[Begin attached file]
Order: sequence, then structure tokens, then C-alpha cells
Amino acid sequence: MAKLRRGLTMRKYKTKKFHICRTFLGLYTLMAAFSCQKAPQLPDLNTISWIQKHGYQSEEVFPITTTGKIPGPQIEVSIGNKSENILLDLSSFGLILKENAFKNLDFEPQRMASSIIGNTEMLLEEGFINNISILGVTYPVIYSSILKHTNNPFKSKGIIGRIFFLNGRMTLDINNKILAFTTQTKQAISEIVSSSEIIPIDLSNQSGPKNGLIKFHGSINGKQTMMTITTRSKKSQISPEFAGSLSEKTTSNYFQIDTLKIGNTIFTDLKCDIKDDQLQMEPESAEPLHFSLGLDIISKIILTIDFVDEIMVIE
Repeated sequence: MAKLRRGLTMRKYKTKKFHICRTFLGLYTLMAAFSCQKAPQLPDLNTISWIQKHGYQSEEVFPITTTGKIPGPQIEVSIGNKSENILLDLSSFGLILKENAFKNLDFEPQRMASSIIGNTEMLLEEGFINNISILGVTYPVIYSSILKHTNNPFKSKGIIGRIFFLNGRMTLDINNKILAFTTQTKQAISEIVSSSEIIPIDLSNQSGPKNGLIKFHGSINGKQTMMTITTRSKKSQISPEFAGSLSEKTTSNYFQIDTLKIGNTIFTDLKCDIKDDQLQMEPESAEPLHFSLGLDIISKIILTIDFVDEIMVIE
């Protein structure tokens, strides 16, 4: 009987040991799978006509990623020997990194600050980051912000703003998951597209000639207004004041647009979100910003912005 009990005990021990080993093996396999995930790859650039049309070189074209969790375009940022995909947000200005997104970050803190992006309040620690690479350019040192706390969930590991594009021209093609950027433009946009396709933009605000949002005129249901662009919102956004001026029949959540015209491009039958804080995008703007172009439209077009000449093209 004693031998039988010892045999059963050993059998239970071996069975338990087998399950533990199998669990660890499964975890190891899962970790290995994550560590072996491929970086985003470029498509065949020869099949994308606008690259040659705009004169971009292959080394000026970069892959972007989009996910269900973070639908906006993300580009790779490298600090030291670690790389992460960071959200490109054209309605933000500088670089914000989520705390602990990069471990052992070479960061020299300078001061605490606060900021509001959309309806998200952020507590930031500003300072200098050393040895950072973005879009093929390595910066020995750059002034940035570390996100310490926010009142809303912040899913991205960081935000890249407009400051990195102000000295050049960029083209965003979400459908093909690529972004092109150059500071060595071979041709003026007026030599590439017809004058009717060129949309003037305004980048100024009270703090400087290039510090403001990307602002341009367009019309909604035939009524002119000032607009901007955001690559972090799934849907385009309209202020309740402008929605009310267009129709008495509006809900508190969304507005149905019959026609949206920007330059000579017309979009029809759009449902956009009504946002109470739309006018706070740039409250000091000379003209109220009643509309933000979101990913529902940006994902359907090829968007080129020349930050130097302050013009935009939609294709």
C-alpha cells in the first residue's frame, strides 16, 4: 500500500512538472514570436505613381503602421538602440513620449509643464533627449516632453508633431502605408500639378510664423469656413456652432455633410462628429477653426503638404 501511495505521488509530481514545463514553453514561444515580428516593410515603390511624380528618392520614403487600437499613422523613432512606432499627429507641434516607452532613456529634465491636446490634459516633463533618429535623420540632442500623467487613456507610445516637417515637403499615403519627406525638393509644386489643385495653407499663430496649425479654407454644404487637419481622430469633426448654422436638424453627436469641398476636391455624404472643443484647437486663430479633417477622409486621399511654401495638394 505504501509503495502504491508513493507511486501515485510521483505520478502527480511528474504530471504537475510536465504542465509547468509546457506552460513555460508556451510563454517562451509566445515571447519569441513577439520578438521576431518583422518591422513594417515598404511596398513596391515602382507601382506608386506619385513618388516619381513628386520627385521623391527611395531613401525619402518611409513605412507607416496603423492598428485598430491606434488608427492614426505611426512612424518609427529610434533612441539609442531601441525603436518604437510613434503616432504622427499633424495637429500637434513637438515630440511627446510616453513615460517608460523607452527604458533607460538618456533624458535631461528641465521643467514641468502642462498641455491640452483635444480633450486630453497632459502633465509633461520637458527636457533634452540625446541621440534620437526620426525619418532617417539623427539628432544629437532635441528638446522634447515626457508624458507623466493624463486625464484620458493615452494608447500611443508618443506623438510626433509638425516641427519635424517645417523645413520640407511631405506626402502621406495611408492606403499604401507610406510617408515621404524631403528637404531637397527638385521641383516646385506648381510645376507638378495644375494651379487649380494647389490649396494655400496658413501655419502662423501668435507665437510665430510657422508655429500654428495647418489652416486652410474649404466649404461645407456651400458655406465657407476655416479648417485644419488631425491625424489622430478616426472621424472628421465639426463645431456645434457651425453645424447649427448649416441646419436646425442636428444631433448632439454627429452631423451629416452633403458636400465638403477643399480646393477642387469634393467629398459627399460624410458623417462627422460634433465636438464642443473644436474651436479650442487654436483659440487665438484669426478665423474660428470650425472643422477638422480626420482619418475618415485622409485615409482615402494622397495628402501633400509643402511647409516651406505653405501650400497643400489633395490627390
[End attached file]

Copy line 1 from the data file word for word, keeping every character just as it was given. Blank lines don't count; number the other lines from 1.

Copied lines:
Order: sequence, then structure tokens, then C-alpha cells